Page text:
home | services | products | resources | forum
about us | contact   
February 11th, 2019

About Us

Particle Revelation
Hardware Destruction
Humor [alpha]
Murphy's Laws

Java Data Structures
C# Data Structures
Database Design
Graphics Tutorial
Artificial Intelligence

Graphics Tutorials
Hacking Tutorials
Java Applets
MIDI Music
Gov & Misc Docs

Chess Game

pWobble 3D
Machine Learning

CISC 7510/7512
CISC 7334
DataSci (old)
OS (old)
AI (old)
App Dev (old)
C++ (old)
OOP (old)
Web (old)
Perl (old)
DBMS (old)
Perl (old)
ProgLangs (old)
PHP (old)
MltMedia (old)
Oracle (old)

Privacy Policy

Welcome to www.theparticle.com. It's the newest pre-IPO dot bomb that's taking the world by storm. Now is a perfect time to buy lots of worthless and overpriced shares!
     What this site is about?

Internet is becoming more and more polluted with junk-mail, people selling crap, and businesses which don't know their place on the net. They're all trying to make this wonderful place (i.e.: the net) in to hell (i.e.: real world). Internet should be viewed as a place of imagination, creativity, and most of all: fun. Internet is not some really advanced tool for searching for people to rip-off. It's about searching, and finding, things which are useful, helpful, and promote the sharing of ideas. This is what this site is striving to become.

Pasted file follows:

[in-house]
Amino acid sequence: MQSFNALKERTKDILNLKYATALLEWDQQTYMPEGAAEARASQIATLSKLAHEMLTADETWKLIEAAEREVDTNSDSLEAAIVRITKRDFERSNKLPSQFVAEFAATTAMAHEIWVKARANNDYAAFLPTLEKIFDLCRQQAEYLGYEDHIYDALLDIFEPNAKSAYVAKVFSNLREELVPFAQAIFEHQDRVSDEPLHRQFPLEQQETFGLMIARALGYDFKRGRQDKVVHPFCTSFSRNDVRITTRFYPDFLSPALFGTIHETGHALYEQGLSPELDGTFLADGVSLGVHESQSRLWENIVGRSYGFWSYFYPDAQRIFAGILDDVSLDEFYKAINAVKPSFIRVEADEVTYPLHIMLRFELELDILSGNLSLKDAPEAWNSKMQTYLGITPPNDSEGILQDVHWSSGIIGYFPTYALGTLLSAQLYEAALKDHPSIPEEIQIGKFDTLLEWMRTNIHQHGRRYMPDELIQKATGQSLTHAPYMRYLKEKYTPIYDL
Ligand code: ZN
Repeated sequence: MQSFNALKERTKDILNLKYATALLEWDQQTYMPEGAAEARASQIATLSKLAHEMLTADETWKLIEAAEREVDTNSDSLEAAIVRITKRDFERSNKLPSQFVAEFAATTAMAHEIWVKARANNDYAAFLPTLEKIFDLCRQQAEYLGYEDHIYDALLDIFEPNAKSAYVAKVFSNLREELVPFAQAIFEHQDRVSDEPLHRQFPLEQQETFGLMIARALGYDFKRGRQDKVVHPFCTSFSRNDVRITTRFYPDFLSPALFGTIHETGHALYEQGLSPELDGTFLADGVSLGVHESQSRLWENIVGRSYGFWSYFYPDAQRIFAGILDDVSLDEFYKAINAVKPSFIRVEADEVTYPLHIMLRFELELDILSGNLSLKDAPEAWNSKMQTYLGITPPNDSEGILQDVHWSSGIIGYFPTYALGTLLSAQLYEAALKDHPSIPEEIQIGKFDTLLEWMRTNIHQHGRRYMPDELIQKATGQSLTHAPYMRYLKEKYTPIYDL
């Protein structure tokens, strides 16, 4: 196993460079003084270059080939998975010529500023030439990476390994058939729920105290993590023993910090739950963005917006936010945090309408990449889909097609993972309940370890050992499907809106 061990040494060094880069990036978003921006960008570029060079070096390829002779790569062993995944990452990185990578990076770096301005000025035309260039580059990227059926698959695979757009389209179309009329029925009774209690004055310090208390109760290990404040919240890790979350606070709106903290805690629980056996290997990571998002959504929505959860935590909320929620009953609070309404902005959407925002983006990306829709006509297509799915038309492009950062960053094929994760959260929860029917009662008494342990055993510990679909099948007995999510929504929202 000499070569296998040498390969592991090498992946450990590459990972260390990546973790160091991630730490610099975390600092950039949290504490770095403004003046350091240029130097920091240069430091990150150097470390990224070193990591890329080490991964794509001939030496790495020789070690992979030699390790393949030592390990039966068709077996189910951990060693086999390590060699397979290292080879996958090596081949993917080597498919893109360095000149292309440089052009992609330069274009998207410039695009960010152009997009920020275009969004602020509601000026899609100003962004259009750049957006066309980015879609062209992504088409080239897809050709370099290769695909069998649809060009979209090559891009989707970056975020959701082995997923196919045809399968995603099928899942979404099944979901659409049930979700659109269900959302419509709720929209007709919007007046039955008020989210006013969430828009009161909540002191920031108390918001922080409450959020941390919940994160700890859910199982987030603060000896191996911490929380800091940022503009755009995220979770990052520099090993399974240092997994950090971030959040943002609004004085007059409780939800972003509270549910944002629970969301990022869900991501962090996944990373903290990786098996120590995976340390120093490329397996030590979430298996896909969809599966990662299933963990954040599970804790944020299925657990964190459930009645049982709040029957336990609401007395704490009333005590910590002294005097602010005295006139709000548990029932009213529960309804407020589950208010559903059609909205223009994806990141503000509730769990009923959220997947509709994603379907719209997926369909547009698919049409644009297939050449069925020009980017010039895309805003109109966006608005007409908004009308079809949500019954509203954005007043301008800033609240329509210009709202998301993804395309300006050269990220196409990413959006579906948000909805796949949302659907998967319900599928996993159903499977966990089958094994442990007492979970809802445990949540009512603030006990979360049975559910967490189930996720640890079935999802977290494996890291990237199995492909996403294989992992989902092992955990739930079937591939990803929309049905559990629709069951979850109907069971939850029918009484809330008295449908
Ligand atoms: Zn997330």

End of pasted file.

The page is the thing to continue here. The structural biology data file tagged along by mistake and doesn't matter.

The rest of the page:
News, Updates, & Rants...

     February 4th, 2019

Caught something on the weekend---passed out the whole day Monday.

- Alex; 20190204
February 4th at wikipedia...

     February 3rd, 2019

Visited some of the Catskills trailheads---such as Peekamoose mountain. Can't realy hike with a 1-year-old... just click some neat snowy pix.

- Alex; 20190203

     February 2nd, 2019

Spontaneously decided to spend the weekend upstate---in the Catskills. Booked a hotel (with a pool), and within a few minutes, we were on the way there.

- Alex; 20190202

     January 31st, 2019

Wow: Stock Exchanges to Fire Company Building Stock-Market Supercomputer: Finra to take over the Consolidated Audit Trail from Thesys Technologies. Wow! All those years of trying to get this thing, and now... wow, just like that.

- Alex; 20190131

     January 28th, 2019

...and back in NY.

Also, classes start tonight, and I'm a jetlagged zombie running on caffeine :-)

- Alex; 20190128

     January 27th, 2019

Drive drive drive to Delhi...

- Alex; 20190127

     January 26th, 2019

Kiddo's belated b-day party.

- Alex; 20190126

     January 25th, 2019

Kiddo's ceremonies.

- Alex; 20190125

     January 19th, 2019

Arrived in Delhi, and drive drive drive to Ambala.

- Alex; 20190119

     January 18th, 2019